Racist school bullying has risen in areas that voted for Trump in presidential election, study finds

'Politicians should be mindful of the impact of their behaviour on youth'

Eleanor Busby
Education Correspondent
Wednesday 09 January 2019 16:05
US President Donald Trump delivers a televised address to the nation on funding for a border wall
US President Donald Trump delivers a televised address to the nation on funding for a border wall

Racist bullying in US schools has jumped in areas where voters favoured Donald Trump in the general election, a study has found.

Reports of students being teased or put down because of their race or ethnicity were 9 per cent higher in localities supporting the Republican candidate.

The study, which focussed on voting patterns and bullying incidents in the state of Virginia, found that 18 per cent more seventh and eighth grade students experienced some form of bullying in districts where support was given to Mr Trump rather than Hillary Clinton.

There were no meaningful differences in school bullying rates between Democratic and Republican localities prior to the 2016 presidential election, the research found.

It follows nationwide concerns voiced by teachers about increased bullying and teasing in schools following the presidential election.

The study published in Educational Researcher, a journal of the American Educational Research Association, examined 155,000 students across Virginia's 132 school districts.

Researchers asked students if they personally had been bullied at school, and whether they had observed bullying and teasing happening to their peers in school, as part of a survey.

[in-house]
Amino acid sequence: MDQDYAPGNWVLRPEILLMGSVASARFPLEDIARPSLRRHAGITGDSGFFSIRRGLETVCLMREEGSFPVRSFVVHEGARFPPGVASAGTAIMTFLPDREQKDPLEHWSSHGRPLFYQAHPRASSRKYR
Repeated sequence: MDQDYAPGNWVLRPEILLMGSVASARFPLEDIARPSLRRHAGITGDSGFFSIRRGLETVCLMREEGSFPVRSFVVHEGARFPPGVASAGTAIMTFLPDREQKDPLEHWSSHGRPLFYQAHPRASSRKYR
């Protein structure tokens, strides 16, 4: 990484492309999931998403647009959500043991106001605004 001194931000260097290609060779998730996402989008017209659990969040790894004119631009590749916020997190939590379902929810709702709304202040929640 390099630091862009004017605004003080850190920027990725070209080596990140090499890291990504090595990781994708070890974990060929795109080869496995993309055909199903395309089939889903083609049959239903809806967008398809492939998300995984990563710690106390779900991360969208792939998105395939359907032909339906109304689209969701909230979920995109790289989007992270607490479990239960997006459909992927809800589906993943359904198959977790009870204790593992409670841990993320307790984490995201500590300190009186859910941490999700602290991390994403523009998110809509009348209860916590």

The survey results were mapped onto presidential election results for each school district's locality. The study, which looked at data for 2013, 2015, and 2017, also controlled for locality-wide variables.

For every 10 percentage point increase in voter support for Trump, the researchers found an 8 per rise in reported bullying and a 5 per cent increase in bullying because of a student's race or ethnicity.

US Democrat senators Nancy Pelosi and Chuck Schumer speak following Donald Trump's government shutdown address

Francis Huang, an associate professor of statistics, measurement, and evaluation in education at the University of Missouri and co-author of the study, said: "We found consistent differences in teasing and bullying rates that were linked to voting preferences.

“While our findings do not indicate that support for Trump caused bullying to increase in Republican districts, they do provide some credence to the widespread perception that some types of teasing and bullying have increased, at least in some localities."

Dewey Cornell, a professor of education at the University of Virginia and co-author of the study, warned: “Parents should be mindful of how their reactions to the presidential election, or the reactions of others, could influence their children.

“And politicians should be mindful of the potential impact of their campaign rhetoric and behaviour on their supporters and indirectly on youth."

The academics noted that further research is needed to determine whether there is a direct causal link between Mr Trump's behaviour and student aggression against peers.

“It may be that presidential behaviour has indirect effects on the social environment experienced by students, but we won't know until more studies are conducted,” Mr Huang added.

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